The Tomorrow Corporation is the latest successful indie developer to branch out into publishing other developer's games, a move inspired by its first external project: Sysiac Games' The Captain.
A sci-fi adventure game developed by the Swedish studio's two-person team of Peter Hedin and Benny Eriksson, The Captain puts players in the role of Spacefleet Captain Thomas Welmu as he races from unknown parts of the galaxy back home to save Earth from imminent destruction. Players can choose their own route back, each leg of which will have different problems and moral dilemmas to solve, as well as different outcomes.
Speaking with GamesIndustry.biz, Tomorrow Corporation co-founder Kyle Gray says the company decided to move into publishing specifically because of this game. Fellow Tomorrow Corporation co-founder Kyle Gabler fell for The Captain years ago, when it first landed support from Indie Fund (of which Gabler is a member).
"He told me he wished we had gone back in time Terminator-style and wiped out Sysiac Games to make this game ourselves," Gray says. "He was really impressed by it."
When the technical and ethical logistics of time travel assassination proved unfeasible, Tomorrow Corporation settled for the next best thing.
"We got into publishing because of this game," Gray said. "If we couldn't make it, at least we could publish it."
To that end, Tomorrow Corporation has been helping The Captain make it to launch, working with storefronts, dealing with press and marketing, translating it, and "generally giving it the approach we do for our own games," Gray says.
In fact, Tomorrow Corporation is arguably doing more for The Captain than it has ever done for its own games. During a phone interview in advance of the self-publishing announcement, Gray says he hasn't done a live interview in over a decade.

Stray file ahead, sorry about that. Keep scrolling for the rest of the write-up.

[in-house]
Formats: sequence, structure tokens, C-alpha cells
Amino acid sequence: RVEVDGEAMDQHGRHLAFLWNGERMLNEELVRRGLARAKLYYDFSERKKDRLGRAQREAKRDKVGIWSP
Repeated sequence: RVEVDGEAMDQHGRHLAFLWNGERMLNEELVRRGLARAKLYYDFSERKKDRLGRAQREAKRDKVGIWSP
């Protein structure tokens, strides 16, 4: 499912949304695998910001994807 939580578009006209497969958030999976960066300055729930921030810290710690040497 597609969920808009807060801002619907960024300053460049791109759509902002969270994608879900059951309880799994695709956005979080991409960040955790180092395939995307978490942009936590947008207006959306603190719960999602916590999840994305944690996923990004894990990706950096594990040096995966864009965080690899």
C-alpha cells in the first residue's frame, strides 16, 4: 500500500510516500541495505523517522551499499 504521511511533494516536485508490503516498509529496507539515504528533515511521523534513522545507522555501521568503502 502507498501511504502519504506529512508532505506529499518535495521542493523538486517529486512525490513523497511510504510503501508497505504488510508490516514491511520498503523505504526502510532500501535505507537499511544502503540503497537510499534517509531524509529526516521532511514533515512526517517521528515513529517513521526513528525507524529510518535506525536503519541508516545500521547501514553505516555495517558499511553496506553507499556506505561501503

"We've probably been one of the laziest developers out there when it comes to PR and marketing. Hopefully in a good way"
"We've probably been one of the laziest developers out there when it comes to PR and marketing," Gray says. "Hopefully in a good way. So even talking to you ahead of time is something we've never experimented with, mostly because we've had our heads down just making the game."
We offer Gray the opportunity to say something about Tomorrow Corporation's publishing prowess that might be a little more reassuring to its new development partners.
"Over the years, I'd like to think because we make good games, we make different games, and we have great relationships and a trusting fanbase built almost entirely on our work and Kyle's previous effort that we've assembled a growing list of contacts and best approaches," Gray says. "And we're trying to optimize that to the fullest extent.
"We've done pretty well. We've survived for 12 years doing things the way we've done them. And at least for The Captain, we're going to give it a better treatment than we have for any of our existing games, as far as PR, marketing and outreach. Every game we've tried to build on things we've done in the past, and I think this is no exception. I'm hoping this will be the best launch of any game we've worked on or worked with."
And unlike a number of other successful developers-turned-publishers, Tomorrow Corporation isn't leaning on outsourcing firms to handle the core services it's providing.
"We're basically doing pretty much everything in-house, outside of a few professional translators or localizers," Gray says. "We actually depend a lot on our fans and our connections to help us get the word out or translate the game. We've had people in a few of the languages we translate to who've been translating our games since Little Inferno.
"It's really nice to talk to them every few years. They're just completely volunteer translators, some of which have oddly enough met and formed friendships through translating our game. We get by a lot with help from our fans."